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Annotation-free discovery of functional groups in microbial communities


Recent studies have shown that microbial communities are composed of groups of functionally cohesive taxa whose abundance is more stable and better-associated with metabolic fluxes than that of any individual taxon. However, identifying these functional groups in a manner that is independent of error-prone functional gene annotations remains a major open problem. Here we tackle this structure–function problem by developing a novel unsupervised approach that coarse-grains taxa into functional groups, solely on the basis of the patterns of statistical variation in species abundances and functional read-outs. We demonstrate the power of this approach on three distinct datasets. On data of replicate microcosms with heterotrophic soil bacteria, our unsupervised algorithm recovered experimentally validated functional groups that divide metabolic labour and remain stable despite large variation in species composition. When leveraged against the ocean microbiome data, our approach discovered a functional group that combines aerobic and anaerobic ammonia oxidizers whose summed abundance tracks closely with nitrate concentrations in the water column. Finally, we show that our framework can enable the detection of species groups that are probably responsible for the production or consumption of metabolites abundant in animal gut microbiomes, serving as a hypothesis-generating tool for mechanistic studies. Overall, this work advances our understanding of structure–function relationships in complex microbiomes and provides a powerful approach to discover functional groups in an objective and systematic manner.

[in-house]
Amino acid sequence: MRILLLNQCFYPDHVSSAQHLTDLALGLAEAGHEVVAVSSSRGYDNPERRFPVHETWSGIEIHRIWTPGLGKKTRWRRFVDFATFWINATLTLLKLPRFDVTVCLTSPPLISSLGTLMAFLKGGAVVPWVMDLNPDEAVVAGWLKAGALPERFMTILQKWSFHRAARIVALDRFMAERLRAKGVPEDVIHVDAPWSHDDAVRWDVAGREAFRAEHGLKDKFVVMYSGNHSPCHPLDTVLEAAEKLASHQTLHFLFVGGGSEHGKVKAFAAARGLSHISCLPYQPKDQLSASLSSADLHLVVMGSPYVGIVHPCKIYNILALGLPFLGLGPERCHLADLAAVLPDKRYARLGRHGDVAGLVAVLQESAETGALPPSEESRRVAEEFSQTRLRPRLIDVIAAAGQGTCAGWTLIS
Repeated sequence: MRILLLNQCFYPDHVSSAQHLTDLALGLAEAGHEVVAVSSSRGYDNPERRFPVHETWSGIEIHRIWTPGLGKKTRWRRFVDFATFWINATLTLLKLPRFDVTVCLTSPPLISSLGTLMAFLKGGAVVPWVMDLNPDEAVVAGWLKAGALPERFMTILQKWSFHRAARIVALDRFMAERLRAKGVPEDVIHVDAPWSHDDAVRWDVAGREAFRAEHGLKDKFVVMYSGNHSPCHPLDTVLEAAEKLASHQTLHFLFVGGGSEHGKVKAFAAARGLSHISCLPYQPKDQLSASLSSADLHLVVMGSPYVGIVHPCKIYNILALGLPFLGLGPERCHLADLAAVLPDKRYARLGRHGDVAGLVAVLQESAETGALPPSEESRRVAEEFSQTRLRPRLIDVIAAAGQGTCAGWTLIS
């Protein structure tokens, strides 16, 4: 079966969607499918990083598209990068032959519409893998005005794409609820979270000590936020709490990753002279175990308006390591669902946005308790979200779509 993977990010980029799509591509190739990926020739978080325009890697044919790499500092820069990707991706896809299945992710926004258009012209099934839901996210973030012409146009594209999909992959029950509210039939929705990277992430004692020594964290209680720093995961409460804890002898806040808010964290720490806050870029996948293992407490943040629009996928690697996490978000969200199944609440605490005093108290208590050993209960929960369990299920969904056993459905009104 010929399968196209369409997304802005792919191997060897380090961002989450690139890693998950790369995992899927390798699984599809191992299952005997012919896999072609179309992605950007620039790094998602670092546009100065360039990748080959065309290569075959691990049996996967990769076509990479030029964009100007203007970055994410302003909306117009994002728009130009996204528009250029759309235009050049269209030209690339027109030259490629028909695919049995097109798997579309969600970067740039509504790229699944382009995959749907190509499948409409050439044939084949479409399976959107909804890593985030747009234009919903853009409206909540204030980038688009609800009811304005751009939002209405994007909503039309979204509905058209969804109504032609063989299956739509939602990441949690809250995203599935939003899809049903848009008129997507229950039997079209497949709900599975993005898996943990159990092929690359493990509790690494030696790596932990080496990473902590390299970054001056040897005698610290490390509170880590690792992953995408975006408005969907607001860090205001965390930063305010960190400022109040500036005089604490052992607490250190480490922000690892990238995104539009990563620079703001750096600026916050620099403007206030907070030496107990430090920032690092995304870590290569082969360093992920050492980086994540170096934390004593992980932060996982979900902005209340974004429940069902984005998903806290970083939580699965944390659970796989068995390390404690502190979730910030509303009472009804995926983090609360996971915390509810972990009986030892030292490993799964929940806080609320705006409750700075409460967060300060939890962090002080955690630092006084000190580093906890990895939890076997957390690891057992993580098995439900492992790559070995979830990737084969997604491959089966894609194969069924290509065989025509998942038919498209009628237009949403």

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Fig. 1: Schematic illustration of Ensemble Quotient Optimization (EQO).
Fig. 2: Coarse-graining functional groups in replicate microcosms.
Fig. 3: Functional guilds of nitrogen cycling in the ocean microbiome.
Fig. 4: Predicting the level of metabolites with minimal assemblages in gut microbiome.

Data availability

Data used for EQO in this study are provided as supplementary tables. Access to the raw source data is available in original publications of microbiome datasets3,4,20,21.

Code availability

R scripts are available at An R package for EQO, mEQO, is available at with an accompanying vignette illustrating how to use the package.


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We thank S. Louca, J. Goldford, I. Mizrahi and coworkers for sharing their datasets; B. Liu, M. Tikhonov, Q. Wang, C. Song and all Cordero lab members for helpful suggestions. X.S. thanks S. W. Chisholm, M. Follows and R. Juanes for encouraging feedback. X.S. and O.X.C. were supported by a seed grant from the Abdul Latif Jameel Water and Food Systems Lab. O.X.C. was supported by the Simons Collaboration: Principles of Microbial Ecosystems, award number 542395. A.G. was supported by the Gordon and Betty Moore Foundation as a Physics of Living Systems Fellow through grant number GBMF4513. R.G. was supported by Simons Foundation Postdoctoral Fellowship Award 653410.